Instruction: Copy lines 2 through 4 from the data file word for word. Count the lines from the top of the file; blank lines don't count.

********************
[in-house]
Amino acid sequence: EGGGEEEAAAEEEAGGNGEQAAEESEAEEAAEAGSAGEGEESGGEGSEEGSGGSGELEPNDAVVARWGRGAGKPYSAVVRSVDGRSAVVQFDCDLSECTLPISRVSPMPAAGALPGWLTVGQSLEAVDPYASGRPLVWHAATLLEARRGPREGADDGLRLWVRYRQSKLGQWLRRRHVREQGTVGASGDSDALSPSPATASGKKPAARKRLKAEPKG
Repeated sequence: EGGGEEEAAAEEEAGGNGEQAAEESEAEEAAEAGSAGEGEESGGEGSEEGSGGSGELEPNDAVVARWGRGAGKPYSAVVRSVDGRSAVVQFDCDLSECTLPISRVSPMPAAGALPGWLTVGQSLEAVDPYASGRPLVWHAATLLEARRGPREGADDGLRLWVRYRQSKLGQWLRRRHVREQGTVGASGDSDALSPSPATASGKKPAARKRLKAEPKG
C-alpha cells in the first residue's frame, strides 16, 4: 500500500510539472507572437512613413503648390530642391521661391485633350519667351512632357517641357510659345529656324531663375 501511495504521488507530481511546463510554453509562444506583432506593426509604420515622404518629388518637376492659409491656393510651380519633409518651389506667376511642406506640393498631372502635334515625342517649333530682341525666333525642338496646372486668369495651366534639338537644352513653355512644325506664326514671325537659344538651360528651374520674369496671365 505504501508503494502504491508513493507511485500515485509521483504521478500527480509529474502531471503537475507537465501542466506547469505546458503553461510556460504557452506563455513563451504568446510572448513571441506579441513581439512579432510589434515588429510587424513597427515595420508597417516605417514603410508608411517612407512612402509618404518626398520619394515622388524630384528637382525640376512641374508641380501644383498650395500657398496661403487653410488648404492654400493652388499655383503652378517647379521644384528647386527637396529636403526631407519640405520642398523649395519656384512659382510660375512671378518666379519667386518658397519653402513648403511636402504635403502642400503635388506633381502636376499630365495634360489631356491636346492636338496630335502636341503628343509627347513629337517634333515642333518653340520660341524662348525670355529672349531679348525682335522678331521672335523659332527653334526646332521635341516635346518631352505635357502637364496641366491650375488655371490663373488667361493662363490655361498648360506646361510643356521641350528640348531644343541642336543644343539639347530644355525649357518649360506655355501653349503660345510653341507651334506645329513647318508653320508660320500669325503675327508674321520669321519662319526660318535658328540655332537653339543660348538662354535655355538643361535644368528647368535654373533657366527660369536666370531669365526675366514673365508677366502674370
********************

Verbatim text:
Amino acid sequence: EGGGEEEAAAEEEAGGNGEQAAEESEAEEAAEAGSAGEGEESGGEGSEEGSGGSGELEPNDAVVARWGRGAGKPYSAVVRSVDGRSAVVQFDCDLSECTLPISRVSPMPAAGALPGWLTVGQSLEAVDPYASGRPLVWHAATLLEARRGPREGADDGLRLWVRYRQSKLGQWLRRRHVREQGTVGASGDSDALSPSPATASGKKPAARKRLKAEPKG
Repeated sequence: EGGGEEEAAAEEEAGGNGEQAAEESEAEEAAEAGSAGEGEESGGEGSEEGSGGSGELEPNDAVVARWGRGAGKPYSAVVRSVDGRSAVVQFDCDLSECTLPISRVSPMPAAGALPGWLTVGQSLEAVDPYASGRPLVWHAATLLEARRGPREGADDGLRLWVRYRQSKLGQWLRRRHVREQGTVGASGDSDALSPSPATASGKKPAARKRLKAEPKG
C-alpha cells in the first residue's frame, strides 16, 4: 500500500510539472507572437512613413503648390530642391521661391485633350519667351512632357517641357510659345529656324531663375 501511495504521488507530481511546463510554453509562444506583432506593426509604420515622404518629388518637376492659409491656393510651380519633409518651389506667376511642406506640393498631372502635334515625342517649333530682341525666333525642338496646372486668369495651366534639338537644352513653355512644325506664326514671325537659344538651360528651374520674369496671365 505504501508503494502504491508513493507511485500515485509521483504521478500527480509529474502531471503537475507537465501542466506547469505546458503553461510556460504557452506563455513563451504568446510572448513571441506579441513581439512579432510589434515588429510587424513597427515595420508597417516605417514603410508608411517612407512612402509618404518626398520619394515622388524630384528637382525640376512641374508641380501644383498650395500657398496661403487653410488648404492654400493652388499655383503652378517647379521644384528647386527637396529636403526631407519640405520642398523649395519656384512659382510660375512671378518666379519667386518658397519653402513648403511636402504635403502642400503635388506633381502636376499630365495634360489631356491636346492636338496630335502636341503628343509627347513629337517634333515642333518653340520660341524662348525670355529672349531679348525682335522678331521672335523659332527653334526646332521635341516635346518631352505635357502637364496641366491650375488655371490663373488667361493662363490655361498648360506646361510643356521641350528640348531644343541642336543644343539639347530644355525649357518649360506655355501653349503660345510653341507651334506645329513647318508653320508660320500669325503675327508674321520669321519662319526660318535658328540655332537653339543660348538662354535655355538643361535644368528647368535654373533657366527660369536666370531669365526675366514673365508677366502674370